mulp July 24, 2011 at 4:16 pm

Public employees should be paid less by tax payers and earn more by charging what the market will bare for their services – delivery of public services should be governed by free market profit maximizing incentives. It works extremely well in nations all over the world.

anonymous July 24, 2011 at 8:46 pm

Hmmm, what are you getting at here? Would that not be considered regressive? For instance, would you say that health care should be a government-provided public service (per liberal party line) which should nevertheless charge its users what the market will bear?

Are you the real mulp or pod-people mulp?

DKN July 24, 2011 at 11:14 pm

Re: Parking

The enormous difference between parking rates in San Diego ($170) and Perth, Australia ($598) is very interesting. They are basically the same city in terms of size, overall urban geography, freeways, public transit, etc.

What explains the huge difference? Is it that the real estate bubble in San Diego has already burst while Perth’s is still highly inflated?

DKN July 24, 2011 at 11:34 pm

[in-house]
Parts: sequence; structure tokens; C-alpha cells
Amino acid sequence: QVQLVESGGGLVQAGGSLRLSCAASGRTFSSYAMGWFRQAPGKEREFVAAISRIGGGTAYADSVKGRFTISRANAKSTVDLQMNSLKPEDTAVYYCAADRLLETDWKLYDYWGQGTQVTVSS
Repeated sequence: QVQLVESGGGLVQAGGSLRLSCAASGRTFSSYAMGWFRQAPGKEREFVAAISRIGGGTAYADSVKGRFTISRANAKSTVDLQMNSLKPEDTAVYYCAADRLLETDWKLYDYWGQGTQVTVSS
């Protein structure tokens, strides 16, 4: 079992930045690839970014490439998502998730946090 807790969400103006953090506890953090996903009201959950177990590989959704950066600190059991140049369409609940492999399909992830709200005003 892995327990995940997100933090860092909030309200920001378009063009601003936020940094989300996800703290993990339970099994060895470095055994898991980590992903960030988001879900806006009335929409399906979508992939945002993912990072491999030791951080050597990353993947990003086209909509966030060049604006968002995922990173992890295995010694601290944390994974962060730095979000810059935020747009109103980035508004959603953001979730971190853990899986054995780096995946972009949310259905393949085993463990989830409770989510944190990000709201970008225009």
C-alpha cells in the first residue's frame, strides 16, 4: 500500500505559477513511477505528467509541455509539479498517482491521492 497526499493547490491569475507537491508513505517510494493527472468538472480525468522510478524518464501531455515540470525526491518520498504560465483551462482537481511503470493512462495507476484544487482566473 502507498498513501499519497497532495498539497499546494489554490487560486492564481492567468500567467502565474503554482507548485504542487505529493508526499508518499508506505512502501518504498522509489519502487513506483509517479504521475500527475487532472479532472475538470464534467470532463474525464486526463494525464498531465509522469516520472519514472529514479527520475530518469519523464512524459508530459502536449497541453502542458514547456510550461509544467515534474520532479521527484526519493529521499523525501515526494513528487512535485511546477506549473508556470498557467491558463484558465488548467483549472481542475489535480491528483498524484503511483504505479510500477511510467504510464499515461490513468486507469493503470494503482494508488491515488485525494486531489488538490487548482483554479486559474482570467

Actually, I misread the table. Parking in Perth is USD717 per month. Insanity.

The Woman July 24, 2011 at 11:47 pm

I work in corrections in a substance abuse treatment program. About half my patients are serving sentences for some form of trafficking in illegal narcotics. Data is not the plural of anecdote, of course, but according to my sources, who for a variety of reasons I am not at liberty to divulge seem to know what they are talking about, “gangs” like the Crips and the Pagans are largely looked at as amateurs with regards to the drug biz. Such gangs might be conceived of as particularly violent fraternities; they are not at heart money-making enterprises, and their decisions flow naturally from their priorities. In contrast, I assure you, the Medellin were not kids posing in uniforms of colored baseball caps and bling: the drug cartels are largely owned and operated by grownups more interested in making a quick buck than violent posturing. See http://en.wikipedia.org/wiki/Drug_cartel